Tokyo (AFP) Aug 23, 2009
Japan's opposition leader said Sunday he was determined to make President Barack Obama promise not to let US forces bring nuclear arms onto Japanese territory, one week ahead of general elections.
"I wouldn't let them in," said Yukio Hatoyama, seen as the likely new prime minister, as he appeared in a television debate before elections that are widely expected to see the end of the ruling party's long reign.
"I can only work with resolution. I would hold out until I make him okay it (a ban)," said Hatoyama, who may meet Obama in the United States in September. He added he was "confident" on persuading the US president.
Although not inscribed in law, Japan in 1968 adopted the "three non-nuclear principles" -- not possessing or producing nuclear weapons, or allowing them on its territory.
Suffering devastation from the two US atomic attacks towards the end of World War II, Japan regularly speaks out in favour of a nuclear-free world.
But former top diplomats have told local media that a secret pact allowing visits by US ships carrying nuclear arms exists.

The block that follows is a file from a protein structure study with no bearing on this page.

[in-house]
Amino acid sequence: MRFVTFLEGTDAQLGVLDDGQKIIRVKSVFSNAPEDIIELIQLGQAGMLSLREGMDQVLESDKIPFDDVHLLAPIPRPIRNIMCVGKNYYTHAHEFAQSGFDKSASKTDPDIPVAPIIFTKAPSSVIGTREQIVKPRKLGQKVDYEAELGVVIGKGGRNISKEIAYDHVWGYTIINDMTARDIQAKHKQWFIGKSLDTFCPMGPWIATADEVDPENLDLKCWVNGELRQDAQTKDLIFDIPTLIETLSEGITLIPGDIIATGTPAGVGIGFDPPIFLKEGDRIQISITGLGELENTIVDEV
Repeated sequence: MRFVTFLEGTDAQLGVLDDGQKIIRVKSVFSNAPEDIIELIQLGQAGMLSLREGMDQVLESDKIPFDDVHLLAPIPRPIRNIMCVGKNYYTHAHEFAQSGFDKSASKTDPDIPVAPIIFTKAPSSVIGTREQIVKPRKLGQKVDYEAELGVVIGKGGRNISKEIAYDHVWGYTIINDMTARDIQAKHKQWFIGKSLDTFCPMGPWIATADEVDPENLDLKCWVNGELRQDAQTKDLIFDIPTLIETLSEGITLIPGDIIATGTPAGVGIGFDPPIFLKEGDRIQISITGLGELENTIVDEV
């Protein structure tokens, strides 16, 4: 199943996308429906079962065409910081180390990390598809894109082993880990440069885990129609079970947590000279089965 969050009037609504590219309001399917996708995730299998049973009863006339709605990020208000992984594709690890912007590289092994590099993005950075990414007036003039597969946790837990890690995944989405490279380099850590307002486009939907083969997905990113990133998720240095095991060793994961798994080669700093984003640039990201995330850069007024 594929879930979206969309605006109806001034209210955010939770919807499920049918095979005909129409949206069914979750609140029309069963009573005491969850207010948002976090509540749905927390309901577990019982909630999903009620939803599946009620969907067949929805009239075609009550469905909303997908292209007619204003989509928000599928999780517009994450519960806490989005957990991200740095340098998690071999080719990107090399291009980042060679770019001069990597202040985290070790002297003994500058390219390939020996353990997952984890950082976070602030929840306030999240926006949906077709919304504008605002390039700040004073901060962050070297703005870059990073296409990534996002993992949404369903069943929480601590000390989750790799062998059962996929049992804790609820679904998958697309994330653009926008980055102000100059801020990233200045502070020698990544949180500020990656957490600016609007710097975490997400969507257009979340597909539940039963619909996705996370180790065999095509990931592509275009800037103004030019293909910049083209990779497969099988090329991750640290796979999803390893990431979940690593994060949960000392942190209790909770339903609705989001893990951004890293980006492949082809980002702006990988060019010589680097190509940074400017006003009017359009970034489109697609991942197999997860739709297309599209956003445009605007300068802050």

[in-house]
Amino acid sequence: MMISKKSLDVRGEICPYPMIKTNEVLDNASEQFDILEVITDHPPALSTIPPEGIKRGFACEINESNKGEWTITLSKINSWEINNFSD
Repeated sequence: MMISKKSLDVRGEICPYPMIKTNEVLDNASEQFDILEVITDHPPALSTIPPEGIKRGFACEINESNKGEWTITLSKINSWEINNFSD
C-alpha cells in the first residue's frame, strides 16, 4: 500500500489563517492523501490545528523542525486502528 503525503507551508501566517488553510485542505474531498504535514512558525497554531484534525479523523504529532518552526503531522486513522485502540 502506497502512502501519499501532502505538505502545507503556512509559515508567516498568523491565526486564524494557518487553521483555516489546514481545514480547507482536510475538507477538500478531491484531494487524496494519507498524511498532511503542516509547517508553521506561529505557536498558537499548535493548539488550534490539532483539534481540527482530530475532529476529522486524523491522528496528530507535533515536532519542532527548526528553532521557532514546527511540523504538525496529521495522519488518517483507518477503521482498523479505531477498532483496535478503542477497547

Hatoyama told the debate that it was "highly probable" that the two countries have the secret accord, although the Japanese government has denied this.
The opposition leader has said he would visit the US for UN general assembly meetings and a global finance summit next month if he comes to power. Japanese media said a Japan-US summit would likely take place around September 23.
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Pakistan feels heat from nuclear powers over talks block
Geneva (AFP) Aug 20, 2009
Pakistan came under severe pressure from the major nuclear powers on Thursday to end its defiance of 64 other countries in blocking international disarmament talks. Despite warnings that the blockage could discredit the world's principal disarmament forum, Pakistan's ambassador Zamir Akram held firm against an unusual joint offensive by Britain, China, Russia and the United States. ... read more
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